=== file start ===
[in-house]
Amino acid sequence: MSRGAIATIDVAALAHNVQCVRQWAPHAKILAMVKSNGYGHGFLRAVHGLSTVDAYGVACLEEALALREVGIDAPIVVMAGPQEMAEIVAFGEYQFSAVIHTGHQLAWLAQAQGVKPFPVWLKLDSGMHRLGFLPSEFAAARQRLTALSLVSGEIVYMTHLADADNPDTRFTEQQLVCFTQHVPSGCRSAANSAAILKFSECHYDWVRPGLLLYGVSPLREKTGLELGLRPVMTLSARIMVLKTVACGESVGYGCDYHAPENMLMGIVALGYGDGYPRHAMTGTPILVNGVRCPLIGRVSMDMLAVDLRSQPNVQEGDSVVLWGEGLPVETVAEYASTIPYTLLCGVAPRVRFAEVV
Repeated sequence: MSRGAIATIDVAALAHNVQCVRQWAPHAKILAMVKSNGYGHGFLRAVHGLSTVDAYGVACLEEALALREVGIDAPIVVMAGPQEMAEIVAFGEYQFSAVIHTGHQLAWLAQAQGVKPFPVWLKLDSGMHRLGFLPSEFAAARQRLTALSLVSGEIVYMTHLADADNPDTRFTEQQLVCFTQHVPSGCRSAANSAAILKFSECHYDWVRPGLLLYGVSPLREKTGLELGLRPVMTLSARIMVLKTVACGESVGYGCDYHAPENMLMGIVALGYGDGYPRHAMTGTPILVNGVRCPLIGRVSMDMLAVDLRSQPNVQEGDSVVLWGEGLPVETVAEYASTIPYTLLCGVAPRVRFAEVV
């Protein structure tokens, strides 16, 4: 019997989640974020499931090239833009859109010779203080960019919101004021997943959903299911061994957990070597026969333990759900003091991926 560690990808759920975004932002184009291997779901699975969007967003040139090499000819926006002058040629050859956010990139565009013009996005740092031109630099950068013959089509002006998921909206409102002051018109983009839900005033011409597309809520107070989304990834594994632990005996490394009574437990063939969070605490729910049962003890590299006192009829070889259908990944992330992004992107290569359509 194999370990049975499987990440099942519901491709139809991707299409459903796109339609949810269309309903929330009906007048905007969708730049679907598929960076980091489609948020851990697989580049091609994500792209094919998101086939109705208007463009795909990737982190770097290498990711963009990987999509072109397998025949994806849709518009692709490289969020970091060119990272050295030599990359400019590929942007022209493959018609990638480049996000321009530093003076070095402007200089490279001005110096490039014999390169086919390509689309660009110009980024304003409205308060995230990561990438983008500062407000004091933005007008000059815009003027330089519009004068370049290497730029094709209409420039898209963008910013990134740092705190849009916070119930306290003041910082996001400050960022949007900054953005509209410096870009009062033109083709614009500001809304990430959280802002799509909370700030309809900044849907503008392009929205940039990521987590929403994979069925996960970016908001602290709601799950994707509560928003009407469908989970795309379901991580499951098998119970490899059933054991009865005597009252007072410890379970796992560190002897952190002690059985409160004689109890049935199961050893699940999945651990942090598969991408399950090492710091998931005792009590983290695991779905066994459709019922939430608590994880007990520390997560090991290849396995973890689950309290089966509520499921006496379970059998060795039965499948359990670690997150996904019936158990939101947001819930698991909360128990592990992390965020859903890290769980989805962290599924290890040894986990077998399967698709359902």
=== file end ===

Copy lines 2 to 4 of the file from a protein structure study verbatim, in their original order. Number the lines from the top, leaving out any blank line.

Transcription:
Amino acid sequence: MSRGAIATIDVAALAHNVQCVRQWAPHAKILAMVKSNGYGHGFLRAVHGLSTVDAYGVACLEEALALREVGIDAPIVVMAGPQEMAEIVAFGEYQFSAVIHTGHQLAWLAQAQGVKPFPVWLKLDSGMHRLGFLPSEFAAARQRLTALSLVSGEIVYMTHLADADNPDTRFTEQQLVCFTQHVPSGCRSAANSAAILKFSECHYDWVRPGLLLYGVSPLREKTGLELGLRPVMTLSARIMVLKTVACGESVGYGCDYHAPENMLMGIVALGYGDGYPRHAMTGTPILVNGVRCPLIGRVSMDMLAVDLRSQPNVQEGDSVVLWGEGLPVETVAEYASTIPYTLLCGVAPRVRFAEVV
Repeated sequence: MSRGAIATIDVAALAHNVQCVRQWAPHAKILAMVKSNGYGHGFLRAVHGLSTVDAYGVACLEEALALREVGIDAPIVVMAGPQEMAEIVAFGEYQFSAVIHTGHQLAWLAQAQGVKPFPVWLKLDSGMHRLGFLPSEFAAARQRLTALSLVSGEIVYMTHLADADNPDTRFTEQQLVCFTQHVPSGCRSAANSAAILKFSECHYDWVRPGLLLYGVSPLREKTGLELGLRPVMTLSARIMVLKTVACGESVGYGCDYHAPENMLMGIVALGYGDGYPRHAMTGTPILVNGVRCPLIGRVSMDMLAVDLRSQPNVQEGDSVVLWGEGLPVETVAEYASTIPYTLLCGVAPRVRFAEVV
């Protein structure tokens, strides 16, 4: 019997989640974020499931090239833009859109010779203080960019919101004021997943959903299911061994957990070597026969333990759900003091991926 560690990808759920975004932002184009291997779901699975969007967003040139090499000819926006002058040629050859956010990139565009013009996005740092031109630099950068013959089509002006998921909206409102002051018109983009839900005033011409597309809520107070989304990834594994632990005996490394009574437990063939969070605490729910049962003890590299006192009829070889259908990944992330992004992107290569359509 194999370990049975499987990440099942519901491709139809991707299409459903796109339609949810269309309903929330009906007048905007969708730049679907598929960076980091489609948020851990697989580049091609994500792209094919998101086939109705208007463009795909990737982190770097290498990711963009990987999509072109397998025949994806849709518009692709490289969020970091060119990272050295030599990359400019590929942007022209493959018609990638480049996000321009530093003076070095402007200089490279001005110096490039014999390169086919390509689309660009110009980024304003409205308060995230990561990438983008500062407000004091933005007008000059815009003027330089519009004068370049290497730029094709209409420039898209963008910013990134740092705190849009916070119930306290003041910082996001400050960022949007900054953005509209410096870009009062033109083709614009500001809304990430959280802002799509909370700030309809900044849907503008392009929205940039990521987590929403994979069925996960970016908001602290709601799950994707509560928003009407469908989970795309379901991580499951098998119970490899059933054991009865005597009252007072410890379970796992560190002897952190002690059985409160004689109890049935199961050893699940999945651990942090598969991408399950090492710091998931005792009590983290695991779905066994459709019922939430608590994880007990520390997560090991290849396995973890689950309290089966509520499921006496379970059998060795039965499948359990670690997150996904019936158990939101947001819930698991909360128990592990992390965020859903890290769980989805962290599924290890040894986990077998399967698709359902």